How Lady Gaga’s ‘Chromatica II’ Transition Became Everyone’s Favourite Meme

The biggest song on the internet right now is a thirty second piece of filler. But why?

lady gaga chromatica review photo

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Chromatica is Lady Gaga’s most furious, frenetic record yet. Except for the parts of it that aren’t.

Wedged inbetween the thrilling dancefloor bangers that call to mind the immediate style of the singer’s early career are a string of short, instrumental interludes. They’re all less than a minute long; they’re baroque; and they build slowly.

Oh, and they’re almost definitely in there to boost the album’s chances of staying high in the Spotify charts. After all, a stream counts as a stream no matter how long a song is, so a couple of shorter tracks help you boost up your overall listens.

Indeed, when the album first came out, the interludes were for the most part ignored — or actively criticised. That’s the line that we took at this very publication, decrying what we saw as a cheap attempt to drag out a record in desperate need of some tightening.

But then, in the weeks since Chromatica has come out, something odd has happened. Slowly, these bits of orchestral filler have become a full-blown meme.

The only question: why?

How ‘Chromatica II’ Became A Massive Meme

The one interlude that has been singled out for particular praise by the internet is ‘Chromatica II’. That song, which starts slow, is most notable for its ending — the thing comes to a thuddering, immediate halt, after which start the blaring strains of ‘911’. It’s a goosebump-inducing moment, notable for its mic drop intensity.

Interestingly, the song was the last piece of the record composed. Gaga and the album’s orchestral titan, Morgan Kibby, knew in advance that it was going to come right before ‘911’ too, which explains why the transition works quite so perfectly.

“I remember this moment in the studio so clearly, because she lit up, and without any words I flipped the keyboard around, pulled up the string sound she was envisioning, and she started to play this amazing marcato idea,” Kibby told JustJared. “From there, we massaged it, and I focused on the harmonies and dynamics to make sure it amped the energy up.”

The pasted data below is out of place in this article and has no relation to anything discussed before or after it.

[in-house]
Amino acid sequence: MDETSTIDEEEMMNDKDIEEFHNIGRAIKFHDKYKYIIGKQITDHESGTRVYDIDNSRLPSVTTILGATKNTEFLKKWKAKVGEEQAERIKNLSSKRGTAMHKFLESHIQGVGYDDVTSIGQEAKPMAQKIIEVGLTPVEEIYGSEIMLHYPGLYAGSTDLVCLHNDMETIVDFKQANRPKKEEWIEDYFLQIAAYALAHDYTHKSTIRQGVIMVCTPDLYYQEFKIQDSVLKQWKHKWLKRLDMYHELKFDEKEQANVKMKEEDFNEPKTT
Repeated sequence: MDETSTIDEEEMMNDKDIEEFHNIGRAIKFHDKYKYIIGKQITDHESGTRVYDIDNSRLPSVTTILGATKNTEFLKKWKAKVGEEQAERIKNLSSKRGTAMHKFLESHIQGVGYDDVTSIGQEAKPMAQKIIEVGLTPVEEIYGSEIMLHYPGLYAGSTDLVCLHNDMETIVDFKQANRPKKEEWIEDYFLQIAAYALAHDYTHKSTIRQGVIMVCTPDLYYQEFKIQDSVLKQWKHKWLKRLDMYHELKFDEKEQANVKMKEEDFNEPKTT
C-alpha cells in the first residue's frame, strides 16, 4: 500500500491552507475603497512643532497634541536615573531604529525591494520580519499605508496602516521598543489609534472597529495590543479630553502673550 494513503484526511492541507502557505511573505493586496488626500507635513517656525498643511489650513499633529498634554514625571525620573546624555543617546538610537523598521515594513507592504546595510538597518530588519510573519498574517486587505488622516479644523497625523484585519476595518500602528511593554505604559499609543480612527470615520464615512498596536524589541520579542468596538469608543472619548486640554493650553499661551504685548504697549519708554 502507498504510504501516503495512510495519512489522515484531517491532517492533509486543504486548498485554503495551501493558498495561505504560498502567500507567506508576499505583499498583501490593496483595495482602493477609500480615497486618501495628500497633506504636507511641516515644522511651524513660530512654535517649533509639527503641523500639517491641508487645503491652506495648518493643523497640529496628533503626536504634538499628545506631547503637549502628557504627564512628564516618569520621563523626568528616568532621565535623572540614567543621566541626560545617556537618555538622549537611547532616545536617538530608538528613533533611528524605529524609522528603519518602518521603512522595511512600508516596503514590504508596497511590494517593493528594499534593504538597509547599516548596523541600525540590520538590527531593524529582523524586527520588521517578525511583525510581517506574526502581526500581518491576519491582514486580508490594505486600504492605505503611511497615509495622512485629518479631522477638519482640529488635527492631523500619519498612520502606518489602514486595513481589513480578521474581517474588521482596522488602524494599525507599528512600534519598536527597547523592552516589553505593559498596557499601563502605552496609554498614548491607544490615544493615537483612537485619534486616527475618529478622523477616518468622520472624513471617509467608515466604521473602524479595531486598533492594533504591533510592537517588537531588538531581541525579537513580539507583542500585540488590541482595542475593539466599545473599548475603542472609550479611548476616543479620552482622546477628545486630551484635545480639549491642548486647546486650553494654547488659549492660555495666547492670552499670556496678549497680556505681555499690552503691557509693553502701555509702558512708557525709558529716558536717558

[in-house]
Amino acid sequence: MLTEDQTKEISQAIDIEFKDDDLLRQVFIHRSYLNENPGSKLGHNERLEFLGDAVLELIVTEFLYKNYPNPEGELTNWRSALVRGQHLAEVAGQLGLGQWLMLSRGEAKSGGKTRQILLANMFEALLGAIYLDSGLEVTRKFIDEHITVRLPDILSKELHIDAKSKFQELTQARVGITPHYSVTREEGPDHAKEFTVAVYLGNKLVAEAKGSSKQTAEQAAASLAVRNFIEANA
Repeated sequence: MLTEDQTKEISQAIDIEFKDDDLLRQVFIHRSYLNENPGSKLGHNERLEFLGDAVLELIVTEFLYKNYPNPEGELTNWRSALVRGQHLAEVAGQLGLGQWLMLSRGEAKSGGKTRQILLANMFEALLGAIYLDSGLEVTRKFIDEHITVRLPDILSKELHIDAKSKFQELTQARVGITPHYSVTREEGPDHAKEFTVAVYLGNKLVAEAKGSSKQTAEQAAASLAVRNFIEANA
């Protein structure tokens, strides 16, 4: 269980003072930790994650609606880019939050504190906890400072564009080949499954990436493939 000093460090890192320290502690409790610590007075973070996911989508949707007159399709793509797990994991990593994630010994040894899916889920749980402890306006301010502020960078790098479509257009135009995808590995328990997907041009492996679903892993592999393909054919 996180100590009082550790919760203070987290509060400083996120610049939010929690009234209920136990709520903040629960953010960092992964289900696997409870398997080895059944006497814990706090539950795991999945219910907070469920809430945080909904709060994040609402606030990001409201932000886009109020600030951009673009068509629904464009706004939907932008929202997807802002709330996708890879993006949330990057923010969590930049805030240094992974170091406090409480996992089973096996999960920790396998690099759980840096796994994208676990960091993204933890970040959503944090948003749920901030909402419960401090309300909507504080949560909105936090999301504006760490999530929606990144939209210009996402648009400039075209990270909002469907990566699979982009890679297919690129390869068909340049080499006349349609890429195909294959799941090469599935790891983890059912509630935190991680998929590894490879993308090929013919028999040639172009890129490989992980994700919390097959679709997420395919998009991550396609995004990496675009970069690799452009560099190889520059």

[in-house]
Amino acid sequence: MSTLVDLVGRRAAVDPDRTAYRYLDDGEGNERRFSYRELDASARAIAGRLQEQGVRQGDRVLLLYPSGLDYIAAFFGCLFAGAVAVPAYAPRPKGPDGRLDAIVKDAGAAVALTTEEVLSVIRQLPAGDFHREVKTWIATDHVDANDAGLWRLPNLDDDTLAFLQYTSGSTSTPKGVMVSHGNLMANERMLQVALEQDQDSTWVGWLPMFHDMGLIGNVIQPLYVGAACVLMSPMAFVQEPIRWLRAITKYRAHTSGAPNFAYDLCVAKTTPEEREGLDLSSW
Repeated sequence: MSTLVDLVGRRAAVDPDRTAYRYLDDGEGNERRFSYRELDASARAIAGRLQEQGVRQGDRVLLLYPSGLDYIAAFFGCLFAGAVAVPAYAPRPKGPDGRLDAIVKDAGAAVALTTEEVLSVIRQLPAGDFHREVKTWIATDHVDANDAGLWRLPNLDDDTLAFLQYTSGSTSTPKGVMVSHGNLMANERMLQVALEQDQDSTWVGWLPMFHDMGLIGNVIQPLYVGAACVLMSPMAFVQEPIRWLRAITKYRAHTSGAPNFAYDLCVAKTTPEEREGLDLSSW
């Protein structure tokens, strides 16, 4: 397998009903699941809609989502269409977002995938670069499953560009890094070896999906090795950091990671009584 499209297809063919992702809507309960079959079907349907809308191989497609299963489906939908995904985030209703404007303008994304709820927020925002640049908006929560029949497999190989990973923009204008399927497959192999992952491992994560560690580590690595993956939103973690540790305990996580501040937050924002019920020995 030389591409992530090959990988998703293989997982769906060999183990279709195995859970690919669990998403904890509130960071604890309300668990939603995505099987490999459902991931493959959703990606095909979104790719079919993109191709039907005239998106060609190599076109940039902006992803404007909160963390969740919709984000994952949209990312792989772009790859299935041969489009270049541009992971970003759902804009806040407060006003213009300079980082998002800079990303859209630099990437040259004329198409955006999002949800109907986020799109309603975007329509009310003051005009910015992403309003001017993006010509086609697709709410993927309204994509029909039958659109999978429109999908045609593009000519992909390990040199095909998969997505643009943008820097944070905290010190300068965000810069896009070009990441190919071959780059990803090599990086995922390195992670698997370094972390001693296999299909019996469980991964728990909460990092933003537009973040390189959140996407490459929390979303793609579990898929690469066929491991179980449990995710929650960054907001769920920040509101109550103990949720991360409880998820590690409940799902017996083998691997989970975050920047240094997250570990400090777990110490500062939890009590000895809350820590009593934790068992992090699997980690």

It was an instantly iconic moment. And the internet showed appreciation for it the only way the internet knows how — by making it a meme.

The first and most significant viral clip came courtesy of user Maxwell Fong. They transitioned from one queer titan to another, stitching up the interlude with ‘Can’t Get You Out of my Head’.

And so a meme was born, just like that. Within days, the song had been mashed up with Gal Gadot’s horrendous ‘Imagine’ sing-along…

..Joanna Newsom’s ‘Peach Plum Pear’…

..and beloved meme track ‘Todo Mal Con Vos’.

And then the meme began to morph and change. Soon, it wasn’t two songs getting mashed up into each other, but the regular old ‘Chromatica II’ transition set to some of the most iconic scenes in video games and movies.

Basically, what was once a forgotten, brief burst of filler, gradually took on a life entirely of its own.


Memes, and internet culture more generally, have become very useful for music promotion. Artists like Doja Cat have forged their whole international reputation off the back of their songs being used as the soundtrack for TikTok clips, as has New Zealand artist BENEE.

Every artist on the planet wants to become a meme. But the power to become one doesn’t lie in their hands. It lies in the internet’s. There’s almost no way of predicting what will click and what won’t — people online decide what they like, and most of us have become intensely suspicious of any forced virality. Who can forget Justin Bieber’s cringeworthy campaign to get ‘Yummy’ to the top of charts?

As much as marketing execs would like to say otherwise, it’s a matter of chance what sticks and what doesn’t. How else to explain the viral lifespan of a tune like Jack Stauber’s ‘Buttercup’, a tiny indie track that now soundtracks thousands of TikTok clips every day?

To that end, it’s unlikely that Lady Gaga and her management team sat in the studio, manufacturing the ‘Chromatica II’ to ‘911’ transition with viral fame in mind. What they did instead was manufacture the transition with the aim of making good music. Which, often, is the key.

That doesn’t always work — the career of Carly Rae Jepsen proves that sometimes the general public don’t recognise masterful songs when they’re staring them right in the face. But that sudden, abrupt drop was just so perfect, none of us could let it slide by.

Joseph Earp is a staff writer at Junkee. He tweets @Joseph_O_Earp.